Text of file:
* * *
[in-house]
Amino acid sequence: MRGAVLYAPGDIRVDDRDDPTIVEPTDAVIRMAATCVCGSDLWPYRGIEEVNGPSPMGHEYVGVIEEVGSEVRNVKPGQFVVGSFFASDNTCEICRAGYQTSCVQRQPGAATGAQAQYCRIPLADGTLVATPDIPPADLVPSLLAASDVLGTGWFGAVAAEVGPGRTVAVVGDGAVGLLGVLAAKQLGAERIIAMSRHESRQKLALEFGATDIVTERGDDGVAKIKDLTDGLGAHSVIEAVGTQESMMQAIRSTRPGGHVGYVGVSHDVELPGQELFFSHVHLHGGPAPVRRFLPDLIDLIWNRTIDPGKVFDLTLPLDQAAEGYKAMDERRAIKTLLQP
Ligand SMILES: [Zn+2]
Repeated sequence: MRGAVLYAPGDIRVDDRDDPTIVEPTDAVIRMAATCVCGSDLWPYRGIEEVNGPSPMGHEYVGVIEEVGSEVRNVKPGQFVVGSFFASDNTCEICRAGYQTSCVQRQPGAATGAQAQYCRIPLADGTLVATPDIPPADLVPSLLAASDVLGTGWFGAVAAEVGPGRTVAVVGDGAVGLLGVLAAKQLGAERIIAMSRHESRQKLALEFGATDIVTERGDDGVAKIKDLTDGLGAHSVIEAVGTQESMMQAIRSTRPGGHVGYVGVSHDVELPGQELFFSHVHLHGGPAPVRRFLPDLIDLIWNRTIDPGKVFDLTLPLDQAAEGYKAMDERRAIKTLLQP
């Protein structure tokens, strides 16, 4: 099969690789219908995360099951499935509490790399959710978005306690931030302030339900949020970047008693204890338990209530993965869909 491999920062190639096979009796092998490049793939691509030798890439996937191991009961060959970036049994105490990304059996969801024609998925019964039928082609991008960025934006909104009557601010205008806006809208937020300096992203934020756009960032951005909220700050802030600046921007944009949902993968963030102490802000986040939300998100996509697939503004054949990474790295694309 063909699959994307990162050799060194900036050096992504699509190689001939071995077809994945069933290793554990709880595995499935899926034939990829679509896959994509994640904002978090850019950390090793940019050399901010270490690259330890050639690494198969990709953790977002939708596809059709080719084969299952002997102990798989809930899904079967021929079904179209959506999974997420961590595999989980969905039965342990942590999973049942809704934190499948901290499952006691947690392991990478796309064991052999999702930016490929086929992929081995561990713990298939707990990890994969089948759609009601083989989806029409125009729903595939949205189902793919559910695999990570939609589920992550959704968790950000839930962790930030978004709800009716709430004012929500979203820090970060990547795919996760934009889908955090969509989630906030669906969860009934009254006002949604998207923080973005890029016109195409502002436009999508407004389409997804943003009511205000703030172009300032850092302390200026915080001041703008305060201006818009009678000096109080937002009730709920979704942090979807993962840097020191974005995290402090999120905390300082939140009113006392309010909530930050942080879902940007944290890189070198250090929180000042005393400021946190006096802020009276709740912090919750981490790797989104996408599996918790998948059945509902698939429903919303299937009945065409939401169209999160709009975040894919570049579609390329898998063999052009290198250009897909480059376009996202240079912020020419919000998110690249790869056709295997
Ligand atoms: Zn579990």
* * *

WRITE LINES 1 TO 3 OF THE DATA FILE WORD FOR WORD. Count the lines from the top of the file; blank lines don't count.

[in-house]
Amino acid sequence: MRGAVLYAPGDIRVDDRDDPTIVEPTDAVIRMAATCVCGSDLWPYRGIEEVNGPSPMGHEYVGVIEEVGSEVRNVKPGQFVVGSFFASDNTCEICRAGYQTSCVQRQPGAATGAQAQYCRIPLADGTLVATPDIPPADLVPSLLAASDVLGTGWFGAVAAEVGPGRTVAVVGDGAVGLLGVLAAKQLGAERIIAMSRHESRQKLALEFGATDIVTERGDDGVAKIKDLTDGLGAHSVIEAVGTQESMMQAIRSTRPGGHVGYVGVSHDVELPGQELFFSHVHLHGGPAPVRRFLPDLIDLIWNRTIDPGKVFDLTLPLDQAAEGYKAMDERRAIKTLLQP
Ligand SMILES: [Zn+2]